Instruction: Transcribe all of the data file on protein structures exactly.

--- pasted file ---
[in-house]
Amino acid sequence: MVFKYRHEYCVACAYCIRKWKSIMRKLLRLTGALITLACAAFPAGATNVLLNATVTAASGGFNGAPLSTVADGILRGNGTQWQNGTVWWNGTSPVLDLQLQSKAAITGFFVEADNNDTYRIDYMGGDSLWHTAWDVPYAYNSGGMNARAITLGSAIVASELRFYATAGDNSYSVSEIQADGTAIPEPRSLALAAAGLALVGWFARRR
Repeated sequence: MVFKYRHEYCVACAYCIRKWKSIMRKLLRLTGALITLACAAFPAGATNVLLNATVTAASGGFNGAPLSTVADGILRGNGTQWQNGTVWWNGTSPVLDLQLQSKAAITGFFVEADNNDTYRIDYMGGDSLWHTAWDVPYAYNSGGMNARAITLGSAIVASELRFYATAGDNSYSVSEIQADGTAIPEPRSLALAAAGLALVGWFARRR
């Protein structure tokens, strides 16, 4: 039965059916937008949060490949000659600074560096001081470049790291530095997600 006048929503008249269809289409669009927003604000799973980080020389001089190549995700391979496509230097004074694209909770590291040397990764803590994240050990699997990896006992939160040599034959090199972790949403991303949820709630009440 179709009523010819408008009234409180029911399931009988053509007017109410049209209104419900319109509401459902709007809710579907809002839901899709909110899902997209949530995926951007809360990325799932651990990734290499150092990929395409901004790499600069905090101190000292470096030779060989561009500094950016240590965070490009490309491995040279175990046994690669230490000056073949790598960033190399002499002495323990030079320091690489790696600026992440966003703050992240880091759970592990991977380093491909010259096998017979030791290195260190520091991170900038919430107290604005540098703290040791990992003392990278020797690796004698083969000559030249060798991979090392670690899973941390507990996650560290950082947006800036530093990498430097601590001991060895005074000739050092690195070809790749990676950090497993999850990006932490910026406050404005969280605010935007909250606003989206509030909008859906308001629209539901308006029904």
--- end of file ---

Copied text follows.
[in-house]
Amino acid sequence: MVFKYRHEYCVACAYCIRKWKSIMRKLLRLTGALITLACAAFPAGATNVLLNATVTAASGGFNGAPLSTVADGILRGNGTQWQNGTVWWNGTSPVLDLQLQSKAAITGFFVEADNNDTYRIDYMGGDSLWHTAWDVPYAYNSGGMNARAITLGSAIVASELRFYATAGDNSYSVSEIQADGTAIPEPRSLALAAAGLALVGWFARRR
Repeated sequence: MVFKYRHEYCVACAYCIRKWKSIMRKLLRLTGALITLACAAFPAGATNVLLNATVTAASGGFNGAPLSTVADGILRGNGTQWQNGTVWWNGTSPVLDLQLQSKAAITGFFVEADNNDTYRIDYMGGDSLWHTAWDVPYAYNSGGMNARAITLGSAIVASELRFYATAGDNSYSVSEIQADGTAIPEPRSLALAAAGLALVGWFARRR
């Protein structure tokens, strides 16, 4: 039965059916937008949060490949000659600074560096001081470049790291530095997600 006048929503008249269809289409669009927003604000799973980080020389001089190549995700391979496509230097004074694209909770590291040397990764803590994240050990699997990896006992939160040599034959090199972790949403991303949820709630009440 179709009523010819408008009234409180029911399931009988053509007017109410049209209104419900319109509401459902709007809710579907809002839901899709909110899902997209949530995926951007809360990325799932651990990734290499150092990929395409901004790499600069905090101190000292470096030779060989561009500094950016240590965070490009490309491995040279175990046994690669230490000056073949790598960033190399002499002495323990030079320091690489790696600026992440966003703050992240880091759970592990991977380093491909010259096998017979030791290195260190520091991170900038919430107290604005540098703290040791990992003392990278020797690796004698083969000559030249060798991979090392670690899973941390507990996650560290950082947006800036530093990498430097601590001991060895005074000739050092690195070809790749990676950090497993999850990006932490910026406050404005969280605010935007909250606003989206509030909008859906308001629209539901308006029904």